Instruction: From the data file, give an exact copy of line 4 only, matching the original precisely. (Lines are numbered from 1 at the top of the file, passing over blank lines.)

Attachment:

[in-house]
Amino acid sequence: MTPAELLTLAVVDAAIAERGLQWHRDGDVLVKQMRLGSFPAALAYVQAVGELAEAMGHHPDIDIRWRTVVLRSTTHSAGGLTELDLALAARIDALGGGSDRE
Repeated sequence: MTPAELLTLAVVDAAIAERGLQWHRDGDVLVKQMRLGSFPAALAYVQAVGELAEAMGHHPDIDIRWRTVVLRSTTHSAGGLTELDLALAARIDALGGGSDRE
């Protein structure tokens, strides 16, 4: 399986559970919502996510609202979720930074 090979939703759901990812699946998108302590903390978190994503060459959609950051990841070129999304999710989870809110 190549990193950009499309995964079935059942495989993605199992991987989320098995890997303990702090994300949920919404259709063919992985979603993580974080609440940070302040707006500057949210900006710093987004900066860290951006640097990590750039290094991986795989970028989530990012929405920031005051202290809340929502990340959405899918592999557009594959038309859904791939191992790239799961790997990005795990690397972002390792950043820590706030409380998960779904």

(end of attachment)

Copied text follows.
């Protein structure tokens, strides 16, 4: 399986559970919502996510609202979720930074 090979939703759901990812699946998108302590903390978190994503060459959609950051990841070129999304999710989870809110 190549990193950009499309995964079935059942495989993605199992991987989320098995890997303990702090994300949920919404259709063919992985979603993580974080609440940070302040707006500057949210900006710093987004900066860290951006640097990590750039290094991986795989970028989530990012929405920031005051202290809340929502990340959405899918592999557009594959038309859904791939191992790239799961790997990005795990690397972002390792950043820590706030409380998960779904």